Cons: Bulky. Requires subscription to view recorded video. No pre-buffered recording.
Bottom Line: The feature-rich battery-powered Ring Video Doorbell 2 is ideal if you want a smart doorbell but don’t want to mess with wiring.
Pros: Excellent HDR video quality. Sharp zoom. Dual-band Wi-Fi. Wide field of view. Interacts with other Vivint devices. Voice control.
Cons: Expensive. Requires Vivint security system and professional installation. Doesn’t support IFTTT.
Bottom Line: The Vivint Doorbell Camera Pro gives you a wide, crystal-clear view of your doorstep and offers excellent zooming capabilities, package detection, and voice control.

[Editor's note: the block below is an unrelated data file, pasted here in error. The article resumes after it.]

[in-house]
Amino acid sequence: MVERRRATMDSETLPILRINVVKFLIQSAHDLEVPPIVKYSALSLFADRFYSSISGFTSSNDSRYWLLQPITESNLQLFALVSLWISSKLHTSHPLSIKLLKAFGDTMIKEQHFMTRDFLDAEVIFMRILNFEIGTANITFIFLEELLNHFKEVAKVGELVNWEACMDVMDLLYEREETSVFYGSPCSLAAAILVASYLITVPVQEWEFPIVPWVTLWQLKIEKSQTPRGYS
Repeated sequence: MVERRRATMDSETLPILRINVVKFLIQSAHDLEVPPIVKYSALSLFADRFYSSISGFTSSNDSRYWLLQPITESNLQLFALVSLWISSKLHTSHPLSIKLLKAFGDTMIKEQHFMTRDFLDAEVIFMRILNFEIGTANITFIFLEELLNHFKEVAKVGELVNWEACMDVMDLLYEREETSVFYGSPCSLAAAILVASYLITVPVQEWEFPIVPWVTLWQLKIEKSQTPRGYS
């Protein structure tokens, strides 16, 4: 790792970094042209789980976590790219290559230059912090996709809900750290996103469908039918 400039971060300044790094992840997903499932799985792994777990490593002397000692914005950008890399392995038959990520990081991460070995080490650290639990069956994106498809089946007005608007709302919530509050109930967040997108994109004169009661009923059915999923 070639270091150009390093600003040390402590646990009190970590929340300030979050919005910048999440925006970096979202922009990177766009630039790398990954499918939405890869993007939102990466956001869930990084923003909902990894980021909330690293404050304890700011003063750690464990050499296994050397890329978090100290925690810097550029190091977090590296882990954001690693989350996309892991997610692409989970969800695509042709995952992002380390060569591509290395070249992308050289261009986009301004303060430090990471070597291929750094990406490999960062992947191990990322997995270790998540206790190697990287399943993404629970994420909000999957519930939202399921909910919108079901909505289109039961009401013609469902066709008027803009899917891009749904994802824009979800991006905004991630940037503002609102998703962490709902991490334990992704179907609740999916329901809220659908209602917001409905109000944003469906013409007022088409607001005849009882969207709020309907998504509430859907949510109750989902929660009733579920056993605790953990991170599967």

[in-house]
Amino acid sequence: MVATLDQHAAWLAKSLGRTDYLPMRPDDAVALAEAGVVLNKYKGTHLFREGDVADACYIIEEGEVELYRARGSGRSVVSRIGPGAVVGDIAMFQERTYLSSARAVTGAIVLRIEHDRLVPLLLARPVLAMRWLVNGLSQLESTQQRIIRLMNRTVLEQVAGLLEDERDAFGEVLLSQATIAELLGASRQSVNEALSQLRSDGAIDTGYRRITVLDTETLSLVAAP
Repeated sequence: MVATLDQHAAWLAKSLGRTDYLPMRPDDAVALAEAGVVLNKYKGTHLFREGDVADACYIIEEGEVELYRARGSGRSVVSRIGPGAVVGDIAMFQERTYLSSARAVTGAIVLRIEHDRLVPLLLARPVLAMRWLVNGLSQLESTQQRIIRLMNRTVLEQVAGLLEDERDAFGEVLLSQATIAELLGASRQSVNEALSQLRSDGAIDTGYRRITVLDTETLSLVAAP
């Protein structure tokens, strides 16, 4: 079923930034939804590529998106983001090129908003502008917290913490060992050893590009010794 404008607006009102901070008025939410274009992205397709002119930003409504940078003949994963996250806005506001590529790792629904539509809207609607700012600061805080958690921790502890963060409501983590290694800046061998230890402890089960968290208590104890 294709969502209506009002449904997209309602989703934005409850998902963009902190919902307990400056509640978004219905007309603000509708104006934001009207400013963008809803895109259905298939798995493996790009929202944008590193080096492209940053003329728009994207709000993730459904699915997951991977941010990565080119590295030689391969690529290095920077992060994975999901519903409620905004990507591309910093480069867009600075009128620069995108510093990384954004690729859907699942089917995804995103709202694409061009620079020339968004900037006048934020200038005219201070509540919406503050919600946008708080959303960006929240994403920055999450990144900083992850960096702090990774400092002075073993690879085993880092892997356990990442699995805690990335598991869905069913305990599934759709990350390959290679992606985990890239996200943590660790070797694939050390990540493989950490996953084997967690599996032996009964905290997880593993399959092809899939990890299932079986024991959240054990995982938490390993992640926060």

Pros: High resolution. Smart motion detection. Works with Alexa and Google voice commands. Local video storage.
Cons: Requires wiring. Lacks IFTTT support. No integrations with Eufy or third-party smart devices.
Bottom Line: The Eufy Video Doorbell is a wired high-resolution smart doorbell that lets you see who is at your door before opening it.
Pros: Outstanding HDR video quality. Works with SimpliSafe security devices. Easy to install.
Cons: Requires subscription to view recorded video. Doesn’t support IFTTT or voice commands. Uses existing doorbell wiring and offers no battery-operated equivalent.
Bottom Line: The SimpliSafe Video Doorbell Pro is a sleek, functional smart doorbell that can be incorporated into a SimpliSafe home security system or used on its own.